The music industry may be relying more and more on digital formats for its financial success, but physical music database and marketplace Discogs continues to grow its business—and is now making the ambitious case that other verticals should follow suit. Over the last five months, Discogs has quietly launched five additional marketplace verticals under its wing, including Gearogs (music gear), Filmogs (film), Comicogs (comics), Bookogs (books) and Posterogs (concert posters).
As always, if you’re new to Water & Music, please introduce yourself simply by replying to this email—would love to get to know you better! :)Developers will chase the revenue curve and customers will think hard before every download. Customer churn will be a market norm with reduced numbers paying, but remaining committed to the product. The paradox is profitable growth through fewer paying customers. The wording of this paragraph makes it seem like the music industry’s biggest nightmare.
If you ask anybody in the music industry, they’ll probably tell you that Taylor Swift did New Music Friday right. Cementing Friday, August 25 as the release date for “Look What You Made Me Do” allowed Swift and her team to ramp up hype in the preceding week, wiping the superstar’s social media accounts clean and posting short, cryptic videos of snakes that left fans and media in a frenzy.
Muck Rack makes it simple to find people, tweets, or articles that mention any name, keyword, company, hashtag etc. We've compiled this guide to help you make the most of your search.
Selecting a term
Start searching tweets, articles from media outlets, articles mentioned in tweets, journalists'
names, titles and bios with some suggested searches:
Companies or Topics (e.g. iPhone, Microsoft)
Phrases (e.g. "cloud computing") — use quotes to keep the terms together
Twitter handles (e.g. @username) — returns those who have mentioned or replied to
Names (e.g. "David Pogue")
Hashtags (e.g. #sxsw, #london2012)
Bio details (e.g. vegan, Olympics, father)
Muck Rack's Advanced Search allows for many boolean operators.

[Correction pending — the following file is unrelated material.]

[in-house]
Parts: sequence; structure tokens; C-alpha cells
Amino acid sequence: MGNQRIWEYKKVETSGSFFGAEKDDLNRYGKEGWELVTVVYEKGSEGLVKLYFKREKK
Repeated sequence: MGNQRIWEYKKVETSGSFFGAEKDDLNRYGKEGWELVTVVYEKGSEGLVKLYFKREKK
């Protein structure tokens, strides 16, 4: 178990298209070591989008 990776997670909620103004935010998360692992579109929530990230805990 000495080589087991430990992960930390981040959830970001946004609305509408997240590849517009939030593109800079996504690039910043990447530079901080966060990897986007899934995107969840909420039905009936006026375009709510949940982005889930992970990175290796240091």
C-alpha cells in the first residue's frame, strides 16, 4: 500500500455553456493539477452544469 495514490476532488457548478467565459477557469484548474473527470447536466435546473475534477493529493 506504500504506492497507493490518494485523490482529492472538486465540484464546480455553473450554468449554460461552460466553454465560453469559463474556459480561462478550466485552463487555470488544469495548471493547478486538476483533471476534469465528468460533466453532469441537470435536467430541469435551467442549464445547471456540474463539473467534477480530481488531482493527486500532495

Find results that mention multiple specified terms, use AND or
+. For example, ensure each result contains both Elon Musk and Mark Zuckerberg by
searching Obama AND Romney or Obama + Romney.
Use the operators OR or , to broaden your search when you'd like either of
multiple terms to appear in results. (This is the default behavior of our search when no operators
are used.) For example, search for democrat OR republican to find results that refer to
Democrats and/or Republicans.
Use NOT or - to subtract results from your search. For
example, searching Disney will yield results about the Walt Disney Company as well as Walt Disney
World Resort. To exclude mentions of Disney World, search for Disney -World or Disney
When using one of these operators with a phrase, enclose it in quotation marks. For example, you can
find results about smartphones excluding Apple's iPhone 4S by searching smartphone -"iPhone
Exact case matching or punctuation
If you're searching for a brand name or keyword that relies on specific punctuation marks or capitalization, you can
find results that match your exact query by adding matchcase: before the keyword you're searching for, like matchcase:E*TRADE .
Use parentheses to separate multiple
boolean phrases. For example, to find journalists talking about having fun in Disney World or
Disneyland, search for ("disney world" OR disneyland) AND fun.
An asterisk can be used to search for any variation of a root word truncated by the asterisk. For example, searching for admin* will return results for administrator, administration, administer, administered, etc.
A near operator is an AND operator where you can control the distance between the words. You can vary the distance the near operation uses by adding a forward slash and number (between 0-99) such as strawberries NEAR/10 "whipped cream", which means the strawberries must exist within 10 words of "whipped cream".